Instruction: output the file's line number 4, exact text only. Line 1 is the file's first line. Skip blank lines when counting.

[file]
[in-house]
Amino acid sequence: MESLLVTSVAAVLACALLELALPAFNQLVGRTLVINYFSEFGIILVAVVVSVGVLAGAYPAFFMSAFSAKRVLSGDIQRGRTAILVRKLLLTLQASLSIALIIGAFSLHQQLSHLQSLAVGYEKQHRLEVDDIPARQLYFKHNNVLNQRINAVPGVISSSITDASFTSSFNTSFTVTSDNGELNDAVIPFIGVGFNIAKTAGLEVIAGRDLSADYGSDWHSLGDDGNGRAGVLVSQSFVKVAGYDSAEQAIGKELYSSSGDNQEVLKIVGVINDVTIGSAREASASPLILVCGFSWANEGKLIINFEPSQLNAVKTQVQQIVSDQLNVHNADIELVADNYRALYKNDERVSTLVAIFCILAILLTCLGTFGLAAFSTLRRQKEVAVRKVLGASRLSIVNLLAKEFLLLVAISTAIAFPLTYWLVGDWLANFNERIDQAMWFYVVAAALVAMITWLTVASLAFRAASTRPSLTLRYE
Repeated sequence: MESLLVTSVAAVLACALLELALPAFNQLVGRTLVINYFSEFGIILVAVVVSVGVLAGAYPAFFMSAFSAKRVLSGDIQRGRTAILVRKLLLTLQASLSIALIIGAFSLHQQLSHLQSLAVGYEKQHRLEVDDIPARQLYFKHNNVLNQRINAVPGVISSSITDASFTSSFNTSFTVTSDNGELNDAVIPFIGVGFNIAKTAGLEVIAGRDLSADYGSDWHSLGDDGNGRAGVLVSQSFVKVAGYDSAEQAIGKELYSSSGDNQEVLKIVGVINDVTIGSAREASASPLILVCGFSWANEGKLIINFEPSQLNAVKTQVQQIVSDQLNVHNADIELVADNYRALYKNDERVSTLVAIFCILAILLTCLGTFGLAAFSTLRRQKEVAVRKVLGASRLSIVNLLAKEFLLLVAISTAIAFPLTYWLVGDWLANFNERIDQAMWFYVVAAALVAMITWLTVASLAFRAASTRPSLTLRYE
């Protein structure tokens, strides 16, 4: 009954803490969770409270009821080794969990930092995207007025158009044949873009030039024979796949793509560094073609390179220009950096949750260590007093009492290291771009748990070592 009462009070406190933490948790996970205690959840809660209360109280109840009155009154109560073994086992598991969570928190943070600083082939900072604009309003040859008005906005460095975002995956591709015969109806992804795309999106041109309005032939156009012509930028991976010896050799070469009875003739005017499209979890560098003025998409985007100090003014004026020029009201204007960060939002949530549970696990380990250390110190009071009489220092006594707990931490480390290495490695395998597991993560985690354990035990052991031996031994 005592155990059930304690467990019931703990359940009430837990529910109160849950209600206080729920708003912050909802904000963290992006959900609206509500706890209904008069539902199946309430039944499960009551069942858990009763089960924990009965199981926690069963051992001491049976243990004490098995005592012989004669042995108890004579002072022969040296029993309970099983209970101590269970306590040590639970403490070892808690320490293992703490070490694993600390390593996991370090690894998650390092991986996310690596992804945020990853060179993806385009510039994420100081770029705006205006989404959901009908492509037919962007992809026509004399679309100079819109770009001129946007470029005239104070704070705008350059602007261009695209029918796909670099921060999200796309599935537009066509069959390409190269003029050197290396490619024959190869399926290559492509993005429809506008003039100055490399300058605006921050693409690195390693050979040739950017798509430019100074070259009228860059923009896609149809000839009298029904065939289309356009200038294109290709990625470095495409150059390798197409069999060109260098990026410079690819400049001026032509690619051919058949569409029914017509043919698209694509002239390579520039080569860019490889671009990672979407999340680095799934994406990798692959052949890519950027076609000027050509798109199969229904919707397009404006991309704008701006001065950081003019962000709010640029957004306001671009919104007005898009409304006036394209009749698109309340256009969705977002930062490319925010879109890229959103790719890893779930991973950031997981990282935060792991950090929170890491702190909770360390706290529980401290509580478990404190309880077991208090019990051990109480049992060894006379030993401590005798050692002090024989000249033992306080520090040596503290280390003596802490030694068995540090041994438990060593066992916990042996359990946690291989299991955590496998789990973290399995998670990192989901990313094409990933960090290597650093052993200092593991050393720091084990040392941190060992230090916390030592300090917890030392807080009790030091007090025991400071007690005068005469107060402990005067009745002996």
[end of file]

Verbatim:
């Protein structure tokens, strides 16, 4: 009954803490969770409270009821080794969990930092995207007025158009044949873009030039024979796949793509560094073609390179220009950096949750260590007093009492290291771009748990070592 009462009070406190933490948790996970205690959840809660209360109280109840009155009154109560073994086992598991969570928190943070600083082939900072604009309003040859008005906005460095975002995956591709015969109806992804795309999106041109309005032939156009012509930028991976010896050799070469009875003739005017499209979890560098003025998409985007100090003014004026020029009201204007960060939002949530549970696990380990250390110190009071009489220092006594707990931490480390290495490695395998597991993560985690354990035990052991031996031994 005592155990059930304690467990019931703990359940009430837990529910109160849950209600206080729920708003912050909802904000963290992006959900609206509500706890209904008069539902199946309430039944499960009551069942858990009763089960924990009965199981926690069963051992001491049976243990004490098995005592012989004669042995108890004579002072022969040296029993309970099983209970101590269970306590040590639970403490070892808690320490293992703490070490694993600390390593996991370090690894998650390092991986996310690596992804945020990853060179993806385009510039994420100081770029705006205006989404959901009908492509037919962007992809026509004399679309100079819109770009001129946007470029005239104070704070705008350059602007261009695209029918796909670099921060999200796309599935537009066509069959390409190269003029050197290396490619024959190869399926290559492509993005429809506008003039100055490399300058605006921050693409690195390693050979040739950017798509430019100074070259009228860059923009896609149809000839009298029904065939289309356009200038294109290709990625470095495409150059390798197409069999060109260098990026410079690819400049001026032509690619051919058949569409029914017509043919698209694509002239390579520039080569860019490889671009990672979407999340680095799934994406990798692959052949890519950027076609000027050509798109199969229904919707397009404006991309704008701006001065950081003019962000709010640029957004306001671009919104007005898009409304006036394209009749698109309340256009969705977002930062490319925010879109890229959103790719890893779930991973950031997981990282935060792991950090929170890491702190909770360390706290529980401290509580478990404190309880077991208090019990051990109480049992060894006379030993401590005798050692002090024989000249033992306080520090040596503290280390003596802490030694068995540090041994438990060593066992916990042996359990946690291989299991955590496998789990973290399995998670990192989901990313094409990933960090290597650093052993200092593991050393720091084990040392941190060992230090916390030592300090917890030392807080009790030091007090025991400071007690005068005469107060402990005067009745002996």